- Gebundene Ausgabe
- Verlag: Simon & Schuster; Auflage: 1st Edition (November 1988)
- Sprache: Englisch
- ISBN-10: 0671460978
- ISBN-13: 978-0671460976
- Verpackungsabmessungen: 23,6 x 16,3 x 5,1 cm
- Durchschnittliche Kundenbewertung: 13 Kundenrezensionen
- Amazon Bestseller-Rang: Nr. 319.719 in Fremdsprachige Bücher (Siehe Top 100 in Fremdsprachige Bücher)
- Komplettes Inhaltsverzeichnis ansehen
Parting the Waters: America in the King Years 1954-63 (Englisch) Gebundene Ausgabe – November 1988
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The first book of a formidable three-volume social history, Parting the Waters is more than just a biography of the Rev. Martin Luther King Jr. during the decade preceding his emergence as a national figure. Branch's thousand-page effort, which won the Pulitzer Prize as well as the National Book Critics Circle Award for General Nonfiction, profiles the key players and events that helped shape the American social landscape following World War II but before the civil-rights movement of the 1960s reached its climax. The author then goes a step further, endeavoring to explain how the struggles evolved as they did by probing the influences of the main actors while discussing the manner in which events conspired to create fertile ground for change.
Timeline of a Trilogy
Taylor Branch's America in the King Years series is both a biography of Martin Luther King and a history of his age. No timeline can do justice to its wide cast of characters and its intricate web of incident, but here are some of the highlights, which might be useful as a scorecard to the trilogy's nearly 3,000 pages.
David Levering Lewis The Philadelphia Inquirer Endlessly instructive and fascinating, thorough, stupendous. Now the source and standard in its field.
Robert C. Maynard The Washington Post Book World In remarkable, meticulous detail, Branch provides us with the most complex and unsentimental version of King and his times yet produced.
Richard John Neuhaus The Wall Street Journal A compelling story, masterfully told.
Jim Miller Newsweek A masterpiece ... remarkably revealing.... The past, miraculously, seems to spring back to life.
Garry Wills The New York Review of Books Already, in this chronicle, there is the material of Iliad after Iliad...There is no time in our history of which we can be more proud.
Robert Wilson USA Today Superb history. -- Dieser Text bezieht sich auf eine andere Ausgabe: Taschenbuch.
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The book succeeds brilliantly on many levels: as a biography of Martin Luther King, Jr., it captures the greatness of the man without cleansing him of flaws. As a political primer, it de-romanticizes the Kennedy administration, portraying John and his brother Robert as hard-nosed realists who were not unwilling to turn their backs on the civil rights movement if they felt that support would endanger their chances of re-election. As a People's history, it pays detailed homage to the foot soldiers who fought in the backwaters of Alabama, Mississippi and Georgia to dismantle the mountain of segregation. Men and women whom you may never have heard of will capture your imagination: James Bevel, Diane Nash, Septima Clark, Robert Moses, James Lawson, and Charles Sherrod, to name but a few who literally risked their lives to force America to live up to its ideals of equality of opportunity. And to those who would congratulate America on its successes in the field of civil rights, it offers a telling antidote to that self-congratulation in its recounting of J. Edgar Hoover's FBI's determined opposition to King and its tireless efforts to discredit him and the movement.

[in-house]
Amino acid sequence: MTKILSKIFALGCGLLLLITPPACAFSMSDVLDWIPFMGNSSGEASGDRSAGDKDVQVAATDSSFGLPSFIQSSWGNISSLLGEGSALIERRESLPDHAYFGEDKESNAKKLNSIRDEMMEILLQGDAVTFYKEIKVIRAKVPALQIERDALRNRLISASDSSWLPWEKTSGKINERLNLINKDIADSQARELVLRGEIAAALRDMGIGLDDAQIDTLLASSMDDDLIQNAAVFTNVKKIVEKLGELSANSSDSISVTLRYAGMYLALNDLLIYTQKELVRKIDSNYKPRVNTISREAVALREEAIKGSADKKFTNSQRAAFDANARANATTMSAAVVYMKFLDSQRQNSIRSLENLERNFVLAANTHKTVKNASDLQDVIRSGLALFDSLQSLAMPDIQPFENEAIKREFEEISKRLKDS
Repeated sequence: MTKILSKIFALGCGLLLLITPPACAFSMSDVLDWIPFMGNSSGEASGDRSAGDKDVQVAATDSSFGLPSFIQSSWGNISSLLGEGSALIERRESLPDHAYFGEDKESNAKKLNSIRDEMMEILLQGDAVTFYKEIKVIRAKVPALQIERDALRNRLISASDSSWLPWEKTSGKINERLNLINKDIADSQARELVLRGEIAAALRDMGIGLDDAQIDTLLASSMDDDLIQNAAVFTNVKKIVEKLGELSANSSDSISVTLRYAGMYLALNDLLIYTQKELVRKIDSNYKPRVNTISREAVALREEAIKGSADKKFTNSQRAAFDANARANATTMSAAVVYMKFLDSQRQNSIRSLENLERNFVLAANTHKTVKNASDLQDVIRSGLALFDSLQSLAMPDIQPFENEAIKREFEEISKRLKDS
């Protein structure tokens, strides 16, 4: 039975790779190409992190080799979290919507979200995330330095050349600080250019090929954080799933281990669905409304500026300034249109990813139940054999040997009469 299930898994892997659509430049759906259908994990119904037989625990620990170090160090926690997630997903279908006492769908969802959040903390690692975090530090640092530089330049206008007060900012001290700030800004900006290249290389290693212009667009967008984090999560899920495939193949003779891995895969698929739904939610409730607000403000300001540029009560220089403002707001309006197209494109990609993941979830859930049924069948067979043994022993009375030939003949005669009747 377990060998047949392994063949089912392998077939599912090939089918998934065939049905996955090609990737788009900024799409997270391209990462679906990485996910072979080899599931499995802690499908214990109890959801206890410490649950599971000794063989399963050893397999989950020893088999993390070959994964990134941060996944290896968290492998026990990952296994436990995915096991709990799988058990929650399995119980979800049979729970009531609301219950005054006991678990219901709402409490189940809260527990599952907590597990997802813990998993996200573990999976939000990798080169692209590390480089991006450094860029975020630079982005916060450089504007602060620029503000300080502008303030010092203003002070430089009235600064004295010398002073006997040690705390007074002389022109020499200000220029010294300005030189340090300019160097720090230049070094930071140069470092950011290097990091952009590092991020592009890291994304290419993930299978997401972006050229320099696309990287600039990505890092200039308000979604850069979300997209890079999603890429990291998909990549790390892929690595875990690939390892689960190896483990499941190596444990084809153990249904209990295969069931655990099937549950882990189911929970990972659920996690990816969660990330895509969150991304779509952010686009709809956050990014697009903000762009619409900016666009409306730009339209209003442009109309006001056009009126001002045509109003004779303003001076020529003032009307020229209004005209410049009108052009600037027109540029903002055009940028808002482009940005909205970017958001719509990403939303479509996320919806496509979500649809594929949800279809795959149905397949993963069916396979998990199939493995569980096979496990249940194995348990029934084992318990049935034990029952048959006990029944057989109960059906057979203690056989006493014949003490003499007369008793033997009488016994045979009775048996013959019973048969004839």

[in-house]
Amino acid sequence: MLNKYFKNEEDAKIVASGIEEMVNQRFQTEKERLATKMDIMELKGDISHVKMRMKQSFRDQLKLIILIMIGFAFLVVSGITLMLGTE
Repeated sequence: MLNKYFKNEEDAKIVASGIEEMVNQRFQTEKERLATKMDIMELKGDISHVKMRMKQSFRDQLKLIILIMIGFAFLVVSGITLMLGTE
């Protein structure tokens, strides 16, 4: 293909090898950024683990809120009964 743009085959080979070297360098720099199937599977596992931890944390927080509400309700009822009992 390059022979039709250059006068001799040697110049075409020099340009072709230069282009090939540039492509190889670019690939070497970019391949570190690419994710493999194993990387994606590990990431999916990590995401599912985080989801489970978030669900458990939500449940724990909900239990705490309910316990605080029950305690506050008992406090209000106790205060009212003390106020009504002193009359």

Most of all, however, "Parting the Waters" reaffirms for me that great history is the province of the writer, not of the video documentarian. Some great filmwork has been done on this era: "Eyes on the Prize" and Spike Lee's "Four Little Girls" come to mind, as do film biographies of King, such as "Martin Luther King: An Amazing Grace." But the problem with film is that it inevitably reduces the civil rights struggle to a series of great moments of high drama, leaving the impression that the road to victory was inevitable, despite the obstacles. Branch's book, on the other hand, at times leaves you wondering whether the victories in Birmingham, Montgomery and elsewhere would ever be achieved, even when you know the outcome. It never shrinks from emphasizing the rifts within the movement itself, the daunting indifference of most of society, the doubts that plagued King himself, the hard compromises that had to be made, and the demoralizing defeats that were suffered in places like Albany, Georgia.
This is first-rate work, an epic history and a story that accomplishes the paradoxical task of simultaneously stirring pride in this country's accomplishments and shame at the fact that the task to achieve the victories had to be undertaken at all.
Taylor presents it all: the protagonists, the movements and counter movements, the outrages that helped turn public opinion, the individual dramas that played out against the larger conflict. Never boring and never doctrinaire, this book builds chapter by chapter, a momentum just as the movement did, leading up to the triumphant March on Washington.
Though Martin Luther King, Jr. is central to the story, this is not a King bio, nor does it deny space and attention to those others, black and white, who played key roles during this time. This is simply a fascinating book on a very important subject. I suspect it will be read as the definitive view of this period for some time. It is hard to imagine it being topped.
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